12) The Libyan Movement for Change and (Al-haraka Al-leebiya Lil-taghyieer Wal-islah); Established March 1994; Magazine: Shooun Lib-biya.

13) The Organisation for Free Libya (Monathamat Tahreer Libya).

14) The Libyan National Group (Attantheem Alwatani Alleebi).

15) The Libyan Authority for National Salvation (Al-haiaa Al-libiya Lil-kalas Al-watani); Established July 1986.

16) The Libyan Volcano Group (Monathamat Al-burkan Al-leebi); Established January 1984.

17) The Libyan Constitutional Union (Al-ittihad Ad-dostouri Al-leebi); Established October 1981.

18) The Freedom Party (Hizb At-tahreer); Re-established July 1980.

19) The National Libyans Front (Jabhat Al-wataniyeen Al-libi-yeen); Established: August 1980; Magazine: Libya Al-ankaa.

20) The Libyan People’s Struggle Movement (Harakat Al-nidal Ash-shaabi Al-leebi).

21) The Libyan Democratic Party (Al-hizb Ad-dimokrati Al-leebi).

22) The Nation’s Party (Hizb Al-Umma).

23) The Libyan National Union (Attahalof Al-watani Al-leebi); Established: February 1983.

24) The Libyan Democratic Conference (Al-motamar Ad-dimokrati Al-leebi); Established: August 1992; Magazine: Al-motamar.

25) The Libyan Democratic Authority (Hai-at At-tanseeq Ad-dimokratiya Al-leebiya); Established: May 1993.

26) The Fighting Islamic Group (Aj-jamaa Al-islamiya Al-mokatila); Established: 1991 (when they wrote their Manhaj); Magazine: Al-fajr.

 27) The Libyan Conservatives Party (Hizb Al-mohafi-deen All-leebi); Established: May 1996.

 As we see, Qadhafi failed to make of Libya the political desert he wished. In July 2005, Libyan opposition groups in exile including the National Alliance, the Libyan National Movement (LNM), the Libyan Movement for Change and Reform, the Islamist Rally, the National Libyan Salvation Front (NLSF), the Republican Rally for Democracy and Justice, the royalists of Mohammed Al Sanusi (grandson of the former king), and others as well gathered in London and issued a “national accord,” calling for the removal of Qadhafi from power and the establishment of a transitional government. A follow-up meeting was held in March 2008. But ostensibly, nothing substantial emerged out of these meetings. Certainly not a strategy to topple the regime that may be described correctly as successful in February 2011.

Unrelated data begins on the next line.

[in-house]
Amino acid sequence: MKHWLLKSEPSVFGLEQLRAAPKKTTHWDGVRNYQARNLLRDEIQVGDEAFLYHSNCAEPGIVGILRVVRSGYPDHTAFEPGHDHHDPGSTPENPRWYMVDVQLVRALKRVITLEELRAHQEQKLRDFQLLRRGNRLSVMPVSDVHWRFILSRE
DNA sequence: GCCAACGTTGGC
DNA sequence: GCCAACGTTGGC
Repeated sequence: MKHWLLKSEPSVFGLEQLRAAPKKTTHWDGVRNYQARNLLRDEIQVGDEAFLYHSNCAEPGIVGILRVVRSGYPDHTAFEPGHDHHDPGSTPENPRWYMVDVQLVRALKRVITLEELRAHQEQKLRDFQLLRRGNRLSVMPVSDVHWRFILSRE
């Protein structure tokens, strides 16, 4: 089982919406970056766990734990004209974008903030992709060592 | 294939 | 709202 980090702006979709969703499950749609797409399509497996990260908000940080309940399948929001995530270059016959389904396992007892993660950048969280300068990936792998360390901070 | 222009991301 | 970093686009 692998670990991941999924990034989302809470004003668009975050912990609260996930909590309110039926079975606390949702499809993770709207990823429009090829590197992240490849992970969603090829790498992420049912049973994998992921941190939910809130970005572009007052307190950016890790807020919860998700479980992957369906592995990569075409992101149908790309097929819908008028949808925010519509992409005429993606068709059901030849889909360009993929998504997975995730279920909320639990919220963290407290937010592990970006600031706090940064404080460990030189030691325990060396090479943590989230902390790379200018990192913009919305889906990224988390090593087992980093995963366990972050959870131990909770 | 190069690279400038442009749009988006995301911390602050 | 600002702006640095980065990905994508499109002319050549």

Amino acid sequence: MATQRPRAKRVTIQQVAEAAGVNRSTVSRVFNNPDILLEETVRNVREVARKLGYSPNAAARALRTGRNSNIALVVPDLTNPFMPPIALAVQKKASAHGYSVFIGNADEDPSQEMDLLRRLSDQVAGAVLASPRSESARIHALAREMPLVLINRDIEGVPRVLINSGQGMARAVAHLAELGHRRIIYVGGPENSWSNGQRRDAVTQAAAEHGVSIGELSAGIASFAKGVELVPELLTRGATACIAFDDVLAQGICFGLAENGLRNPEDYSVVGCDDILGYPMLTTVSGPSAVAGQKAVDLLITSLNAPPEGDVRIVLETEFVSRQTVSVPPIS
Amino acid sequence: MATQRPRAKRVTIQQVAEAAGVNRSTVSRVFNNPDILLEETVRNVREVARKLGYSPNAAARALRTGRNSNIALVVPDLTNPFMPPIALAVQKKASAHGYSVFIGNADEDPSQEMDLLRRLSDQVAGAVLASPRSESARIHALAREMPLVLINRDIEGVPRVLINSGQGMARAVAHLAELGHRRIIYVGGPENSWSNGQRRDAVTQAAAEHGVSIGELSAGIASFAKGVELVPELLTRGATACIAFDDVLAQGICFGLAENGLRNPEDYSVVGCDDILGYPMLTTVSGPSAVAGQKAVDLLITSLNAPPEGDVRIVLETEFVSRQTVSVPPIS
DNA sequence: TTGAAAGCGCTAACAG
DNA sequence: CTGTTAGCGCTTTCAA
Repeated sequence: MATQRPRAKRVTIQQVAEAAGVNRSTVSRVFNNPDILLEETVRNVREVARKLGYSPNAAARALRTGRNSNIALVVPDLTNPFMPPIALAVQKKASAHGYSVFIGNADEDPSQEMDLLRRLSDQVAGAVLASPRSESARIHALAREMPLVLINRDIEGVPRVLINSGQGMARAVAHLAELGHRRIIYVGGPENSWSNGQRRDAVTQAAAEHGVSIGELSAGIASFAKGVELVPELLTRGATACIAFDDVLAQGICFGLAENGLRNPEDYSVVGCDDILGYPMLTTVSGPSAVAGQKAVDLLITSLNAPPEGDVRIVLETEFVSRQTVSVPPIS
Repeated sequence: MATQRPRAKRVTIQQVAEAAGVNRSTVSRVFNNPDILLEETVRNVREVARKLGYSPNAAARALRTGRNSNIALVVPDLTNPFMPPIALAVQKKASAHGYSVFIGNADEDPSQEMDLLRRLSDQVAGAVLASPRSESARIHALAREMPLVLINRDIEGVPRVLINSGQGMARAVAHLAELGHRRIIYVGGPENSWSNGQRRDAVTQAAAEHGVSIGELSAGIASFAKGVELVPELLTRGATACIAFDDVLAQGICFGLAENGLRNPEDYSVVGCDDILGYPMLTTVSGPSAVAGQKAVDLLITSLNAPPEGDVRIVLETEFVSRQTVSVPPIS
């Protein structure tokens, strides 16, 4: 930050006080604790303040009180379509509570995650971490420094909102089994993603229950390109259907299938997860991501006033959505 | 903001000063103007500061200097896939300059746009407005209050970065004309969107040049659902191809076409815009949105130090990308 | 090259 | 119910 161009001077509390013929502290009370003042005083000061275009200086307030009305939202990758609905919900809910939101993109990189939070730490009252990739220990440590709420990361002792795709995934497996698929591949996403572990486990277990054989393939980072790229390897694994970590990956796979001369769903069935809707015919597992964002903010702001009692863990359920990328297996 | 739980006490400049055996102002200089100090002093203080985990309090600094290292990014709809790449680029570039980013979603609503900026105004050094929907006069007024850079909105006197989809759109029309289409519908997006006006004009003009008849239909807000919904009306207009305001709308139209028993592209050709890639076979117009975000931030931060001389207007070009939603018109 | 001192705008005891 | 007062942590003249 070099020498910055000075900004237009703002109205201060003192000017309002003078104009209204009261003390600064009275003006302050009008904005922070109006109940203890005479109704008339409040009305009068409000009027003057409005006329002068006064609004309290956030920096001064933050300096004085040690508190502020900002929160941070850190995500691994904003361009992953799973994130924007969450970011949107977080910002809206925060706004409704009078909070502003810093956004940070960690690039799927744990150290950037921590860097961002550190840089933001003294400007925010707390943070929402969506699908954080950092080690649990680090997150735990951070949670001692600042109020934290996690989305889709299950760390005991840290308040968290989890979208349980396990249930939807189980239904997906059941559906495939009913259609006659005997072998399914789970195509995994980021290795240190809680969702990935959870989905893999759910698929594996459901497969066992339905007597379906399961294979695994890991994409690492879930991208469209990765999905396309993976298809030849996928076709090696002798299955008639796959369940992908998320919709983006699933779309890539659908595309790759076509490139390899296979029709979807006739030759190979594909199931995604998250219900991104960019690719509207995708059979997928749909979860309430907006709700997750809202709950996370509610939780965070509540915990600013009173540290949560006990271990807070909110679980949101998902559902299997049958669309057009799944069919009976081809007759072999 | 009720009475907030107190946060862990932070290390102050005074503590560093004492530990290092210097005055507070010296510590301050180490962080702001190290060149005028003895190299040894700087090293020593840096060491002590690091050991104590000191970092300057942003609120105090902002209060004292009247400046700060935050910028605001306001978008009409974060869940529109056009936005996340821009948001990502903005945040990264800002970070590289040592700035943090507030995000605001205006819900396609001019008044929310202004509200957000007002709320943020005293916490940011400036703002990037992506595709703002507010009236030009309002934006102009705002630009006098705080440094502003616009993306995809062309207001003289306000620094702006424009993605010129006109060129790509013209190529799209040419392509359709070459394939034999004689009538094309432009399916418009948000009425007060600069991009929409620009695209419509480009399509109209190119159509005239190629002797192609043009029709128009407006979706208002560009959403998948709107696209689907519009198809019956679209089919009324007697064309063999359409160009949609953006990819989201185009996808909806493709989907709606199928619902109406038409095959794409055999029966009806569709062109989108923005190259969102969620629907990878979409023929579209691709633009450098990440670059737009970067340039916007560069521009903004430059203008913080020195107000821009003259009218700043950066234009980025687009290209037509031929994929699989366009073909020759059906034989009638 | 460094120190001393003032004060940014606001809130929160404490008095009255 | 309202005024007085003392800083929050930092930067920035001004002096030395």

Qadhafi pretended that the protesters were “drug addict” manipulated by foreign intelligence. He called his people “rats” showing the extent of arrogance and contempt he was capable of. But four decades of dictatorship are enough to turn even a drug addict against his pusher. And in this case, there is no other “pusher” than Qadhafi himself and the state of fear he inflicted on the Libyans forty years long.

Today, the Libyan political elite disseminated all around the globe have to ready themselves to take over and lead their country to democracy and welfare. No people in the world deserve to bear a despot for so many years and when fed up with his womanish whims they shout “enough,” he sends the aviation to raid them and buys mercenaries with embezzled money to chase and shoot them down.

Qadhafi who admired Hannibal to the degree of giving his name to his own son has obviously not understood what lost Carthage: mercenaries never won a war against patriots. They will never do. Look at Libya: since its people sought freedom at the price of their lives, the only followers Qadhafi could afford are either mercenaries or slaves. Mercenaries fight for the devil if he pays them. Slaves may be Libyan-born, but assuredly not sovereign citizens. Both could not make a nation.

Foreign legions were used by Hannibal to fight Rome not Carthage.

Has Hannibal turned his weapons against the Carthaginians even when they refused to send him the reinforcement he needed? Never.

But Qadhafi is not Hannibal.

What a sad end!